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On this blog https://blog.josefsson.org/2014/06/23/offline-gnupg-master-key-and-subkeys-on-yubikey-neo-smartcard/ there is a following sentence

Generate master key

Below I will use a 3744 bit RSA key, where the key size is selected based on the assumption that people will focus efforts to crack RSA keys on the usual power-of-two key sizes.

But that leaves me to wonder: do unusual key sizes really pose a disadvantage to a potential attacker? After all, couldn't he just get a key size from a public key?

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    $\begingroup$ From this answer: The difficulty of factoring (thus, as far as we know, the security of RSA in the absence of side-channel and padding attacks) grows smoothly with $n$. So it would appear that there is no real benefit in terms of security. $\endgroup$ – mikeazo Jul 20 '16 at 17:02
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    $\begingroup$ @mikeazo: want to make that the answer??? $\endgroup$ – poncho Jul 20 '16 at 17:10
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    $\begingroup$ @poncho, I did. I felt bad basically pasting a portion of another answer here. But better to have an answer, right? $\endgroup$ – mikeazo Jul 20 '16 at 17:22
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    $\begingroup$ There may be a small benefit if somebody builds hardware which makes power-of-two assumptions or has a fixed key size. If somebody cares that much to crack your key you've got other problems. $\endgroup$ – David Jul 20 '16 at 19:59
  • $\begingroup$ in general with these sorts of ideas, you're going into uncharted waters by such deviations; you might create something nobody would think of the right way to attack, or you might make something fundamentally flawed that someone smarter than you will recognize. $\endgroup$ – dandavis Jul 22 '16 at 17:49
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From this answer:

The difficulty of factoring (thus, as far as we know, the security of RSA in the absence of side-channel and padding attacks) grows smoothly with $n$.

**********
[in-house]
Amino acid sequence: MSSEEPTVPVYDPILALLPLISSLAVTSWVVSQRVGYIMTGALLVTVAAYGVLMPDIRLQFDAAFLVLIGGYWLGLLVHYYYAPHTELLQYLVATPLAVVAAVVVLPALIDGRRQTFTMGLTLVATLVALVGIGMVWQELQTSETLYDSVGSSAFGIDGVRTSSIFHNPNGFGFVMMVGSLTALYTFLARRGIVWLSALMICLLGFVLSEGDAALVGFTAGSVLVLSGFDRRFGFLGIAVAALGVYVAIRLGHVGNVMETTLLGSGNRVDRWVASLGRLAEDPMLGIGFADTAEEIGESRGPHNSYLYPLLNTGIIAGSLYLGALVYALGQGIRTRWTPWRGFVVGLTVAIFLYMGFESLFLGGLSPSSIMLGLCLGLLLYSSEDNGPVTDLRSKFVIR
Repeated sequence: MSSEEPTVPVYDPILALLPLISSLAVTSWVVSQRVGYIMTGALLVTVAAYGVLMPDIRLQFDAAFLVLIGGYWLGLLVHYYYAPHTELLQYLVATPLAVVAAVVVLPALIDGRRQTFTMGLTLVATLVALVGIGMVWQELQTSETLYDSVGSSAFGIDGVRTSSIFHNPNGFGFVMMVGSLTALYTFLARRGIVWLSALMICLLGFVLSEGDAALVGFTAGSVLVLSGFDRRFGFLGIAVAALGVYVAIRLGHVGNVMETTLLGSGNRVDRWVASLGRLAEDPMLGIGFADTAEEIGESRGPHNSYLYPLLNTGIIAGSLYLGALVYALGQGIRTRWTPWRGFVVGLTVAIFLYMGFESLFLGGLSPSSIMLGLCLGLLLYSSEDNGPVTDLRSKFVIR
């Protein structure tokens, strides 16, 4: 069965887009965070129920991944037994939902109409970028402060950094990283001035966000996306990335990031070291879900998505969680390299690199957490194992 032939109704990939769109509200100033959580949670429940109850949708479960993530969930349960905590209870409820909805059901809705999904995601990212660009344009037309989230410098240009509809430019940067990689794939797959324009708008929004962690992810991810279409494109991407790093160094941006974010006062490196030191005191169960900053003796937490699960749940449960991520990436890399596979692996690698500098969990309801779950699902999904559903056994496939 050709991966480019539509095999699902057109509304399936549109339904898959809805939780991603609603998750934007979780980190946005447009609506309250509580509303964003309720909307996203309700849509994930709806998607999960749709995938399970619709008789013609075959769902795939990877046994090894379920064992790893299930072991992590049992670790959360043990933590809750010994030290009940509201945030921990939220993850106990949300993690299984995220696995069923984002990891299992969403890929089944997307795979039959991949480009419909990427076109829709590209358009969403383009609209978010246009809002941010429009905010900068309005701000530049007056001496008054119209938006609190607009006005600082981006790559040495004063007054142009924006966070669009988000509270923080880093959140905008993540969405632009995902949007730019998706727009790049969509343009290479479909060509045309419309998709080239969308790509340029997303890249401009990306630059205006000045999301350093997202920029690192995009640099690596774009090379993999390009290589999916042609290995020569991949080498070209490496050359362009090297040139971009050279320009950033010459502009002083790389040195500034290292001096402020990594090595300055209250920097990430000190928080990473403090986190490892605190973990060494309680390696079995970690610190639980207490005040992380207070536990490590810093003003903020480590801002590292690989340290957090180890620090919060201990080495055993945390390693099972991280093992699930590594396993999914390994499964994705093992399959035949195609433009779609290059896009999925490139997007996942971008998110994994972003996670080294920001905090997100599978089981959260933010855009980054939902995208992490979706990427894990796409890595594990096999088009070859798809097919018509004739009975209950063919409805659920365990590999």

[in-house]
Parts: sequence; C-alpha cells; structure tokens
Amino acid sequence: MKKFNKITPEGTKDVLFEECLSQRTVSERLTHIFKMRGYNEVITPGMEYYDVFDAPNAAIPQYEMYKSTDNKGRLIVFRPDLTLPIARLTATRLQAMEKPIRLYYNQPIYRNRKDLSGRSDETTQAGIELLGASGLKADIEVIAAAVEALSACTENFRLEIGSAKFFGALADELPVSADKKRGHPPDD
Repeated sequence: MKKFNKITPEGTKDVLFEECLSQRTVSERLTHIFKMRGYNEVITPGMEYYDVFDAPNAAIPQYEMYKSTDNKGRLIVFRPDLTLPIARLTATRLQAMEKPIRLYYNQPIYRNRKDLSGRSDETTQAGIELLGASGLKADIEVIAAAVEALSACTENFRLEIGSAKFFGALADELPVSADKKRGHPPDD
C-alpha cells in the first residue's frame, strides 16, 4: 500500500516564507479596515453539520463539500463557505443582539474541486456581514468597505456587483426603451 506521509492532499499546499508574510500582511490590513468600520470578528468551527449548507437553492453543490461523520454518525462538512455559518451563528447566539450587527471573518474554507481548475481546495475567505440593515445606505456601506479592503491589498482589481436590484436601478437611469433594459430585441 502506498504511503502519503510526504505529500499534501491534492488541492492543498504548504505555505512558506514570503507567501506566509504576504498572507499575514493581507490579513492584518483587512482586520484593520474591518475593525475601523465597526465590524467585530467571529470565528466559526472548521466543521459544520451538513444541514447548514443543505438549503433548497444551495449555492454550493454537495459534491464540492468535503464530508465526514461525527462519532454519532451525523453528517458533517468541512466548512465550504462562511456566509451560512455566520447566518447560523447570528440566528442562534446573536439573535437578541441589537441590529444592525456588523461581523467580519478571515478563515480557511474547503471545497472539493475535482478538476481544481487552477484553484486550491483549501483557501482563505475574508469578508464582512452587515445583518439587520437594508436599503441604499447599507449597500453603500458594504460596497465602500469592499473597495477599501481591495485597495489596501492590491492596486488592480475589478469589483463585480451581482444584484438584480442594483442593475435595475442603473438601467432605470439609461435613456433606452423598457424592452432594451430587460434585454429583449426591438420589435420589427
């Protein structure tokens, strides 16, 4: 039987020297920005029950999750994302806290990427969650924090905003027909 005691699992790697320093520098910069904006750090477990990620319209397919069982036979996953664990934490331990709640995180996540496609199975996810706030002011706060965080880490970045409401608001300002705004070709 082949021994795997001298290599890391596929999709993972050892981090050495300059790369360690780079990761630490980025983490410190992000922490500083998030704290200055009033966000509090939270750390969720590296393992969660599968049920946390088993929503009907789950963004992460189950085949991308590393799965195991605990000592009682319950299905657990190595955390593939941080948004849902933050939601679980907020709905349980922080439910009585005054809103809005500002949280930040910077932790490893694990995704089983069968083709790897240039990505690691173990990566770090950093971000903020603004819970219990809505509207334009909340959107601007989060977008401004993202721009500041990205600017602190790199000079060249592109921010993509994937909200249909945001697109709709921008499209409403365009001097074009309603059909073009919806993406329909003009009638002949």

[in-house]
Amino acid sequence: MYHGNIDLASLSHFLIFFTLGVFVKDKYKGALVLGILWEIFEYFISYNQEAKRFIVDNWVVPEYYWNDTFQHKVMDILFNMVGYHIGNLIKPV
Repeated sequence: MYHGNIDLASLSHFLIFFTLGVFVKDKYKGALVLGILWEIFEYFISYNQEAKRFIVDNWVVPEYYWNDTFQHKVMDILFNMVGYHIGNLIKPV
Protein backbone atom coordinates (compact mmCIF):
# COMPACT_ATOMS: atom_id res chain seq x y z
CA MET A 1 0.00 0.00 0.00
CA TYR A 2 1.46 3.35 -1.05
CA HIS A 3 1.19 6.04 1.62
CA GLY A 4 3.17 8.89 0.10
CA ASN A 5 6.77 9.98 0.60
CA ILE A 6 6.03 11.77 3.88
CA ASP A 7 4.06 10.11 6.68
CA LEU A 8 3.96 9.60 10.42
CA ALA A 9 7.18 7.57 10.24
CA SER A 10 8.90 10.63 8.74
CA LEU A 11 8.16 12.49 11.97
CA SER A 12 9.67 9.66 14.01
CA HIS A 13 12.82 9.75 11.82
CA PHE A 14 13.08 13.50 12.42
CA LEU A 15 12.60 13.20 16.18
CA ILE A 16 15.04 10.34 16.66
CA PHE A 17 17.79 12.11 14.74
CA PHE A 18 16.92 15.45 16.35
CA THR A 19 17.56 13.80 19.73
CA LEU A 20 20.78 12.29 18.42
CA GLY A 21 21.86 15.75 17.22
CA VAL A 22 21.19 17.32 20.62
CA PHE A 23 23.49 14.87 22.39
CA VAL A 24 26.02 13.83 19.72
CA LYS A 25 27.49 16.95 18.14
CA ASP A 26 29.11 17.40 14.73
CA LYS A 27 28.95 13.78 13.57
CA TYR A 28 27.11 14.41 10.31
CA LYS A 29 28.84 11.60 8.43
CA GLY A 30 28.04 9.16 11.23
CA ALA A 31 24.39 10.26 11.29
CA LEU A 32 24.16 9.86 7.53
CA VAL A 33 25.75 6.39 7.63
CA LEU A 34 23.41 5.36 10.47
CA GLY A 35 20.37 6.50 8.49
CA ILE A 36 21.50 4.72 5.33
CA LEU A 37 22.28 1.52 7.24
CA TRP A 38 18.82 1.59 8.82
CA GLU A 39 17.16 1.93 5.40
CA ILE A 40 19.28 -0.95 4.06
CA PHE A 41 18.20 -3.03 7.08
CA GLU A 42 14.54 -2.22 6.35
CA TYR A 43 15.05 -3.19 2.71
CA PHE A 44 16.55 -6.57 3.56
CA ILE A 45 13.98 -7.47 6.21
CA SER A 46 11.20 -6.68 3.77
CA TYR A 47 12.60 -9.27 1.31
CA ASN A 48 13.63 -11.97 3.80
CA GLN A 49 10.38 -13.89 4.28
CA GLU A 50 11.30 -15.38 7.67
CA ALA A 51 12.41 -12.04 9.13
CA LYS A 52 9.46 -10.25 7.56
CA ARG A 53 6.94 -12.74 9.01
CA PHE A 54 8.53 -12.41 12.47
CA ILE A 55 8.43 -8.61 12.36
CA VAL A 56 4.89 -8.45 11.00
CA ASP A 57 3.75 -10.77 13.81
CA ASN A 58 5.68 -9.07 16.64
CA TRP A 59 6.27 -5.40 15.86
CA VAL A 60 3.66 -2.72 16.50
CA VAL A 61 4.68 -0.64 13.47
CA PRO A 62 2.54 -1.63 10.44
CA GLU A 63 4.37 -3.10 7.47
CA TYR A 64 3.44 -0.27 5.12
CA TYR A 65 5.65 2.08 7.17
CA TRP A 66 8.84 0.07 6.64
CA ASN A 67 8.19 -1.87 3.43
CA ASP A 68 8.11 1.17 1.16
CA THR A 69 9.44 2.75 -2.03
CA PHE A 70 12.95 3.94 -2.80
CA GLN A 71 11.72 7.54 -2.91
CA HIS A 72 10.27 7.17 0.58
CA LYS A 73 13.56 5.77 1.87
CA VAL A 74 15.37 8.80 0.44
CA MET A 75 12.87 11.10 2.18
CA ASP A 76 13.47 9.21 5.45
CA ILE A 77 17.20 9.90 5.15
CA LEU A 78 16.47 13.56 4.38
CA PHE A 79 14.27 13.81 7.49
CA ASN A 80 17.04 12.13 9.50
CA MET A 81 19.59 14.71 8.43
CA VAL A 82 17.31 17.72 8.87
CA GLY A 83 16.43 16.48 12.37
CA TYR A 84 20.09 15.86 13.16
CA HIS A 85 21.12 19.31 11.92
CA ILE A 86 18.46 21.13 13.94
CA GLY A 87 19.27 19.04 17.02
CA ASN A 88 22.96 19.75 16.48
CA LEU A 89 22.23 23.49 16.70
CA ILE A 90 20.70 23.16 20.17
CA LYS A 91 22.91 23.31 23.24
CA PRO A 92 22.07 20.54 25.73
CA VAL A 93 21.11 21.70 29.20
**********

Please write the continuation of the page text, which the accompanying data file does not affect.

So, if factoring is the method of choice for breaking RSA, it doesn't seem like it really helps.

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    $\begingroup$ After encouraging you to make this the answer, I thought of one obscure scenario where an odd-sized key might be a bit better; if you don't have good entropy, and use a standard-sized key, you might generate the same key as someone else (or worse, share one of the primes with someone else); that's a bit less likely to happen with an odd-sized key. Of course, the correct solution is "have good entropy" $\endgroup$ – poncho Jul 20 '16 at 17:41
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    $\begingroup$ Not so obscure. Common factors due to insufficient entropy have been found in practice. $\endgroup$ – otus Jul 20 '16 at 18:03
  • $\begingroup$ There was also the Debian openssl loss-of-entropy failure, that led to a always generating one of a small set of weak keys. Reconstructing the set took some work, and so was only done for default sizes. Using a size outside the default set would mean someone would have to target you individually, rather than using a precomputed value for a mass target attack. That would suggest that operational practice should also add a a few bits of entropy as additional bits worth of key length, to increase the pre-computation expense for any other mass attack. $\endgroup$ – Phil Miller Jul 20 '16 at 21:22
  • $\begingroup$ @mikeazo I would recommend adding the caveat "Assuming you have enough entropy from a trusted source, then... $\endgroup$ – Duncan X Simpson Jul 21 '16 at 2:14
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    $\begingroup$ @Novelocrat The Debian OpenSSL fiasco also resulted in defensive tools to find and block vulnerable keys on your infrastructure. They were only made for common key sizes. Your unusually sized keys would be left out in the cold, and you would have to patch the tools yourself. $\endgroup$ – Matt Nordhoff Jul 21 '16 at 3:46

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